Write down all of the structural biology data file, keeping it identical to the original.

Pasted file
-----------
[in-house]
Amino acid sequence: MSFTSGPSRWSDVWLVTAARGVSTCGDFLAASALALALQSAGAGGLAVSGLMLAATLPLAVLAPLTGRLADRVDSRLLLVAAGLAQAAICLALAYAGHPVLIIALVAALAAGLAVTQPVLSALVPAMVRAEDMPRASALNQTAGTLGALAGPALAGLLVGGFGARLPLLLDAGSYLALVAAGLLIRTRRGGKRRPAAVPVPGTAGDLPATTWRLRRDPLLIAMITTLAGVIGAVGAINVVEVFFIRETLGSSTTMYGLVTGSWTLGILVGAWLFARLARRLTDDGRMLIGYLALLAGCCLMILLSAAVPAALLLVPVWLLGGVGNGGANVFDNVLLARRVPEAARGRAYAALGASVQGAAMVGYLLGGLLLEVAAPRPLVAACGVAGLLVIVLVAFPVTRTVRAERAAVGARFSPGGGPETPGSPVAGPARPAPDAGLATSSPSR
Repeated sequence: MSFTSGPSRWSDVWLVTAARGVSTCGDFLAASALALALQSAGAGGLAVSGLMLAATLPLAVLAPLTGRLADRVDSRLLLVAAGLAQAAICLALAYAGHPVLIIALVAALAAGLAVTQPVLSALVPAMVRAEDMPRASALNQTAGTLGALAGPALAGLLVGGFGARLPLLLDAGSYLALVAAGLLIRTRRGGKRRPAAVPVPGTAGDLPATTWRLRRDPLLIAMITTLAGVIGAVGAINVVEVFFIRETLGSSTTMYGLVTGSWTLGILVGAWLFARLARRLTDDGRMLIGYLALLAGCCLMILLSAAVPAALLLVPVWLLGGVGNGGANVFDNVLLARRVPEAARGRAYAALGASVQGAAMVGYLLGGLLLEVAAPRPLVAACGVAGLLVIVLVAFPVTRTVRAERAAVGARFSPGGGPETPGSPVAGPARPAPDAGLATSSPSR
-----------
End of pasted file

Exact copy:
[in-house]
Amino acid sequence: MSFTSGPSRWSDVWLVTAARGVSTCGDFLAASALALALQSAGAGGLAVSGLMLAATLPLAVLAPLTGRLADRVDSRLLLVAAGLAQAAICLALAYAGHPVLIIALVAALAAGLAVTQPVLSALVPAMVRAEDMPRASALNQTAGTLGALAGPALAGLLVGGFGARLPLLLDAGSYLALVAAGLLIRTRRGGKRRPAAVPVPGTAGDLPATTWRLRRDPLLIAMITTLAGVIGAVGAINVVEVFFIRETLGSSTTMYGLVTGSWTLGILVGAWLFARLARRLTDDGRMLIGYLALLAGCCLMILLSAAVPAALLLVPVWLLGGVGNGGANVFDNVLLARRVPEAARGRAYAALGASVQGAAMVGYLLGGLLLEVAAPRPLVAACGVAGLLVIVLVAFPVTRTVRAERAAVGARFSPGGGPETPGSPVAGPARPAPDAGLATSSPSR
Repeated sequence: MSFTSGPSRWSDVWLVTAARGVSTCGDFLAASALALALQSAGAGGLAVSGLMLAATLPLAVLAPLTGRLADRVDSRLLLVAAGLAQAAICLALAYAGHPVLIIALVAALAAGLAVTQPVLSALVPAMVRAEDMPRASALNQTAGTLGALAGPALAGLLVGGFGARLPLLLDAGSYLALVAAGLLIRTRRGGKRRPAAVPVPGTAGDLPATTWRLRRDPLLIAMITTLAGVIGAVGAINVVEVFFIRETLGSSTTMYGLVTGSWTLGILVGAWLFARLARRLTDDGRMLIGYLALLAGCCLMILLSAAVPAALLLVPVWLLGGVGNGGANVFDNVLLARRVPEAARGRAYAALGASVQGAAMVGYLLGGLLLEVAAPRPLVAACGVAGLLVIVLVAFPVTRTVRAERAAVGARFSPGGGPETPGSPVAGPARPAPDAGLATSSPSR